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The roots of MLK DOD can be traced to “The ‘Days of Dialogue’ Town Hall Meetings: Bolder Actions”, published in 2002 by the University of Wyoming Division of Student Affairs:
"The United Nations declared 2001 ‘The Year of Dialogue Among Civilizations’ to encourage shared values of freedom, tolerance, and nonviolence among the world’s peoples. In January 2002, the UW Division of Student Affairs introduced ‘Days of Dialogue’, a weeklong, campus-wide celebration of Dr. Martin Luther King, Jr.’s ideals and values. Events of the week included the largest Wyoming candlelight march, a community dinner with guest speakers addressing the importance of Dr. King’s message to Wyoming, a brown bag lunch series on issues of diversity, an armband campaign to recognize the need for faculty diversity, an essay campaign with Albany County schools and a multicultural dance."
"In conjunction with this celebration, Student Affairs also hosted a series of town meetings, providing four ethnic populations an opportunity to discuss what it means to be a minority at UW, in Laramie and in Wyoming. The hope for these ‘Building the Dream Dialogues’ was that the information gathered would help university community members better address minority issues and concerns."
We seek to engage students, staff, faculty, and community members through dynamic
programming and dialogue. The core goals of MLK DOD are:
Provide a positive environment for Black identified students to celebrate their culture and collective history in community.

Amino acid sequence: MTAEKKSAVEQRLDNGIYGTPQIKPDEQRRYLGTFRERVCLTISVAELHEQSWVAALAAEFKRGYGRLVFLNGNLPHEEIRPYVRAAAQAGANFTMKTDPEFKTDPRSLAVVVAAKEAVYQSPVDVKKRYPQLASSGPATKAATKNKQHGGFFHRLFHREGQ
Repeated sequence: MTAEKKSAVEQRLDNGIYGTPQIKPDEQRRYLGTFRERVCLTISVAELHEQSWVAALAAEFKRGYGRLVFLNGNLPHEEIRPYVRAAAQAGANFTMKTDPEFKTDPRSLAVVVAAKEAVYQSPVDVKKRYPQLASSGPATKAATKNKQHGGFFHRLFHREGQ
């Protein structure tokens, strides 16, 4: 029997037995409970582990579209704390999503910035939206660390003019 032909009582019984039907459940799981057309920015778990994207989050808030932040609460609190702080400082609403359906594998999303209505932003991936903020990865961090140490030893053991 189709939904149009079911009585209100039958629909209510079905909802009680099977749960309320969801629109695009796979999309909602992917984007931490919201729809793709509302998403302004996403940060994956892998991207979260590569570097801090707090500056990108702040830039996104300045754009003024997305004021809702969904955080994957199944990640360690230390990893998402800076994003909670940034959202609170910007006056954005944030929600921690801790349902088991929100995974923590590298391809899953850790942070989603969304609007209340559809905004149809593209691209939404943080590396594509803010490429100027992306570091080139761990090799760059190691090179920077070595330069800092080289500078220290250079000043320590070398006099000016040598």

Facilitate community-based, culturally responsive, and trauma-informed learning experiences focused on racial justice and improving campus climate.
Empower and encourage individuals to engage with racial justice issues in their communities.
America has a long history of racial injustice and inequality that activists near
and far acknowledge and denounce—relentlessly making strides toward intersectional
justice and equity. This past summer we witnessed a movement take shape that activated
voices from around the world and called for justice for George Floyd, Breonna Taylor,
Tony McDade, and, unfortunately, many others. Demands for justice rang out from every
corner of our nation as activists chanted Black Lives Matter. The conversation continues.
This year we take time to explore the historic Civil Rights Movements—past and present—that have shaped America and analyze our paths toward freedom.